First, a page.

What is Intelligence?
In his 2006 book, Intelligence: From Secrets to Policy, Lowenthal (p 8) defines intelligence in three ways:
- Intelligence as a process
A means by which certain types of information are required and requested, collected, analyzed, and disseminated, and as the way in which certain types of covert action are conceived and conducted.
- Intelligence as a product
A knowledge product resulting from analyzes and intelligence operations themselves.
- Intelligence as an organization
Entities that carry out various functions for Intelligence.
Lowenthal points out that to the average person, intelligence is about secrets and spying. However, according to Lowenthal, this view of intelligence as primarily secrets misses the important point that intelligence is ultimately information about anything that can be known regardless of how it is discovered. More specifically, intelligence is information that meets the needs of a decision maker, and has been collected, processed, narrowed, and offered to meet those needs. This is to say, intelligence can be considered a specific subset of the broader category of information. It also can be said that all intelligence is information but not all information is intelligence. A key point is that Intelligence and the entire intelligence process responds to the needs of the decision makers. Lowenthal also points out that many think of intelligence in terms of government and/or military information. This is certainly a major use of intelligence, but political, business, social, environmental, health, espionage, terrorism, and cultural intelligence also intelligence. Lowenthal states a fundamental that Intelligence is not about truth (Lowenthal, p 6) and it is more accurate to think of intelligence as "proximate reality." Intelligence analysts do their best to arrive at a accurate approximation of what is going on but they can rarely be assured that their best analytic results are true. Therefore, the is "intelligence products that are reliable, unbiased, and free from politicization. In other words, to develop a product that is as close to the truth as it can be humanly possible to discern." (Lowenthal, p 6).
De Jure Definition of Geospatial Intelligence
De jure is a Latin term which means, "by law" which is commonly contrasted to de facto which means, "concerning the fact" or in practice but not necessarily ordained by law. The NIMA Act of 1996 establishing the National Imagery and Mapping Agency and the subsequent amended language in the 2003 Defense Authorization Act as codified in the U.S. Code governs the mission of the National Geospatial-Intelligence Agency (NGA). The de jure definition of Geospatial Intelligence is found in U.S. Code Title 10, §467:
The term "geospatial intelligence" means the exploitation and analysis of imagery and geospatial information to describe, assess, and visually depict physical features and geographically referenced activities on the earth. Geospatial intelligence consists of imagery, imagery intelligence, and geospatial information.
The moniker GEOINT has become associated with geospatial Intelligence with a specific meaning and context. It has often been said that the 2003 renaming of NIMA to NGA recognized the emergence of geospatial information as an intelligence source in its own right, which is termed GEOINT. The term GEOINT connotes a source of intelligence like HUMINT, MASINT, COMINT, ELINT, SIGINT, IMINT. GEOINT is uniquely multi-source in that it integrates and enriches information collected by the other INTs into a spatiotemporal context.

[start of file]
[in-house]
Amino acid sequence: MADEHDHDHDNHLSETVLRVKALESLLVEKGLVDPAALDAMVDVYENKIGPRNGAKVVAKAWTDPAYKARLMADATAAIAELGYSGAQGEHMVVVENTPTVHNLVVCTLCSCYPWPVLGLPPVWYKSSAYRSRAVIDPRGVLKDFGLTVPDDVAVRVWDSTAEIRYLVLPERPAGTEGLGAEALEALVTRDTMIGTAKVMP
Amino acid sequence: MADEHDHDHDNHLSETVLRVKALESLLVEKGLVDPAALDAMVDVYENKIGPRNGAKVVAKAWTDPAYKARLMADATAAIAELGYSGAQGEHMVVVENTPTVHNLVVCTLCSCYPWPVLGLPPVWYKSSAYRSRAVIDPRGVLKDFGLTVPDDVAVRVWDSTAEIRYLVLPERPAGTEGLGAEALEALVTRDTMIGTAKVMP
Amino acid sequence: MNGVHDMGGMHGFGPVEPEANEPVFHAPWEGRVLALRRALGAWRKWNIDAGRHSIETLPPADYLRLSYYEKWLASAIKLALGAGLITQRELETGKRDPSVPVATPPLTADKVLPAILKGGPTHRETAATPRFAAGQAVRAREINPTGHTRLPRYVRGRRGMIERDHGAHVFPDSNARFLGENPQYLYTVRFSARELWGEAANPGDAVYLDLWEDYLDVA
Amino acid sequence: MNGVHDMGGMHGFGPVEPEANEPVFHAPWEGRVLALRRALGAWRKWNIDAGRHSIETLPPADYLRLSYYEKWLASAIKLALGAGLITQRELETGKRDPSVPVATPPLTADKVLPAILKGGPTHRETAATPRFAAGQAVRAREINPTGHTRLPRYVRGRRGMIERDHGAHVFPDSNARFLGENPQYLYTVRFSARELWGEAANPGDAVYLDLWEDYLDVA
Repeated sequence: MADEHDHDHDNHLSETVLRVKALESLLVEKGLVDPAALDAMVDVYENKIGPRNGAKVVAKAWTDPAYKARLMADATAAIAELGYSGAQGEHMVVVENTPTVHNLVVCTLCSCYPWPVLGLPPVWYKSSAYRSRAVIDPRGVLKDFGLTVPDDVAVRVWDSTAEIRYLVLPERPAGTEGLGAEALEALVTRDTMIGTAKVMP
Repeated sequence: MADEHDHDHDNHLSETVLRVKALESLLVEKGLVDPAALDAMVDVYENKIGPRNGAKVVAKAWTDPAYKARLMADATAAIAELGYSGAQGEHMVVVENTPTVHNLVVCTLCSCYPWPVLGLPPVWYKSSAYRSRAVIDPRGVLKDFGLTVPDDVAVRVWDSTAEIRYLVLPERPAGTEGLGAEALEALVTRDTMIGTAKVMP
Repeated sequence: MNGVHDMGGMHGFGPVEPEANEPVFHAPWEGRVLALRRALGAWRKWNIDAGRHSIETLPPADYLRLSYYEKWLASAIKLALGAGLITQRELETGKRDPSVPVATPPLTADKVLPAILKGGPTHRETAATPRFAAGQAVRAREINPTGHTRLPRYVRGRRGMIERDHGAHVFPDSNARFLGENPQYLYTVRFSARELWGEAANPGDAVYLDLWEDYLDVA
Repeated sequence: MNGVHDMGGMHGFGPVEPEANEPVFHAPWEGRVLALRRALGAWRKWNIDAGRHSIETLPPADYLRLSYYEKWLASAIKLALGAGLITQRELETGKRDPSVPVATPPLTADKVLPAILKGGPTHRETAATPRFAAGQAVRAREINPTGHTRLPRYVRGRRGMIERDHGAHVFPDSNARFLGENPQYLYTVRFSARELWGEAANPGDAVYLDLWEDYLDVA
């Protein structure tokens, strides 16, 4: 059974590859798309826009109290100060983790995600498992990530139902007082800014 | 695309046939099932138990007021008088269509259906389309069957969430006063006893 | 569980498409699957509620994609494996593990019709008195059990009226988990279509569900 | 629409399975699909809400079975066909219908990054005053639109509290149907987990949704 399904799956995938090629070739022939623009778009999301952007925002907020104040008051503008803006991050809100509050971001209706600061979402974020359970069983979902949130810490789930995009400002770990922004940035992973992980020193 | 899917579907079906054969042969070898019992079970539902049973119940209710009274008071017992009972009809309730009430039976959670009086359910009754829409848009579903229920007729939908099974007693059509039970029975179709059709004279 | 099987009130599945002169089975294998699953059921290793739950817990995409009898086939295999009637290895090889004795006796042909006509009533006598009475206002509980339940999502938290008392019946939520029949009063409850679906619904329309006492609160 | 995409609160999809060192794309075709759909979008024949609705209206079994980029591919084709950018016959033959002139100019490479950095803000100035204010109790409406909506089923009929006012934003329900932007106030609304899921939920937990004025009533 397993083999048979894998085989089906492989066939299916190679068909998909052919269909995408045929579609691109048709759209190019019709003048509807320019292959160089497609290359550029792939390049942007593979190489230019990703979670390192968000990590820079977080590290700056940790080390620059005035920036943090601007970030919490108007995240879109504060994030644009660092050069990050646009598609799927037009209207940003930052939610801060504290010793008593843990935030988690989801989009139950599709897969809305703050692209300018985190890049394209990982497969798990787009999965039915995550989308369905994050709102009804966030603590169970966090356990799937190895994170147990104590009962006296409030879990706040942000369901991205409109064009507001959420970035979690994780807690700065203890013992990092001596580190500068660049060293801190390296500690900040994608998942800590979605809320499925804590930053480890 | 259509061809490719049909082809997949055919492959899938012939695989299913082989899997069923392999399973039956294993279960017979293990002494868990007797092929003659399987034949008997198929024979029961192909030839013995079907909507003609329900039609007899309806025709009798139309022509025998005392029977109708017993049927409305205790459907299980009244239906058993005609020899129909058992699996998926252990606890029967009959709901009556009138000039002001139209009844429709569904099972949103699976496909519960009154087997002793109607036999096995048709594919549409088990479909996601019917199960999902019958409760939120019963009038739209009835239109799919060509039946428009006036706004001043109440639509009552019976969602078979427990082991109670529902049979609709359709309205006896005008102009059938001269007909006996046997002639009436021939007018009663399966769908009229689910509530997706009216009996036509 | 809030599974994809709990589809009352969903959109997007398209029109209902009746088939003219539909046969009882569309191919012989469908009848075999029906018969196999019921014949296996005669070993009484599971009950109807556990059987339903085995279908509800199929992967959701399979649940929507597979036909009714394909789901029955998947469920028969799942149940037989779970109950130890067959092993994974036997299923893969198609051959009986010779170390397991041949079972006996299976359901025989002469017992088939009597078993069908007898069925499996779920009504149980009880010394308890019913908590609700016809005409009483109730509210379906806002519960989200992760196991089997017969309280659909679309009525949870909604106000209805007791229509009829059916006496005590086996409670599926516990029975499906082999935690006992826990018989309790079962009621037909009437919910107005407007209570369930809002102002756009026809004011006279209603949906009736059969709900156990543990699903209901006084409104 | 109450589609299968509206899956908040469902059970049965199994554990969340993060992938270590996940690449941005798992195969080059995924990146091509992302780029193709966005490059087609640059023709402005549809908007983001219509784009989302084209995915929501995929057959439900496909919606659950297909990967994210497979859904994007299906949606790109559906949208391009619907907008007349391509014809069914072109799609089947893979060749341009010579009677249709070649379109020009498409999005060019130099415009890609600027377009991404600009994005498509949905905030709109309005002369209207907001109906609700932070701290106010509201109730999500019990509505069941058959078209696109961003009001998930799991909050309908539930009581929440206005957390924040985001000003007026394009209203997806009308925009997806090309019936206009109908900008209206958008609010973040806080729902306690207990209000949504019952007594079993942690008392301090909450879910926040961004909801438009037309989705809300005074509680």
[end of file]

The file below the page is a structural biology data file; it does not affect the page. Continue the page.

The de jure definition drives us to focus on Geographic Information Systems and digital remote sensing, since these technologies, as a substantial component of workflows such as TPED (Tasking, Processing, Exploitation, and Dissemination), heavily leverage spatial data handling and image processing technologies to transform geospatial data. However, there is a growing recognition that GEOINT “must move from an emphasis on data and analysis to an emphasis on knowledge” (Priorities for GEOINT Research at the National Geospatial-Intelligence Agency, The National Academies Press, 2006, P. 9). Here, the use of the term knowledge means the confident understanding of a subject with the ability to use it for a specific purpose appropriately. This is to say, geospatial knowledge creation involves much more than automated data handling and is a complex cognitive process involving perception, learning, communication, association and reasoning.
De Facto Definition of Geospatial Intelligence
We would like to suggest the following as an emerging definition of Geospatial Intelligence, which might carry the moniker of GeoIntel, as a means to guide the preparation of the geospatial professional:
Geospatial Intelligence is actionable knowledge, a process, and a profession. It is the ability to describe, understand, and interpret so as to anticipate the human impact of an event or action within a spatiotemporal environment. It is also the ability to identify, collect, store, and manipulate data to create geospatial knowledge through critical thinking, geospatial reasoning, and analytical techniques. Finally, it is the ability to ethically collect, develop, and present knowledge in a way that is appropriate to the decision-making environment.
In this definition, Geospatial Intelligence doesn’t just provide the means by which to answer the questions of what?, when?, and where?, but also how?, why?, and what is the significance? Central to this proposed definition is the notion that the best geospatial intelligence resource is an educated analyst and that intelligence is about nothing if not about “out-thinking” your opponent. For all the appropriate emphasis on technologies, methodologies, tools, and infrastructure, people still are the most precious resource.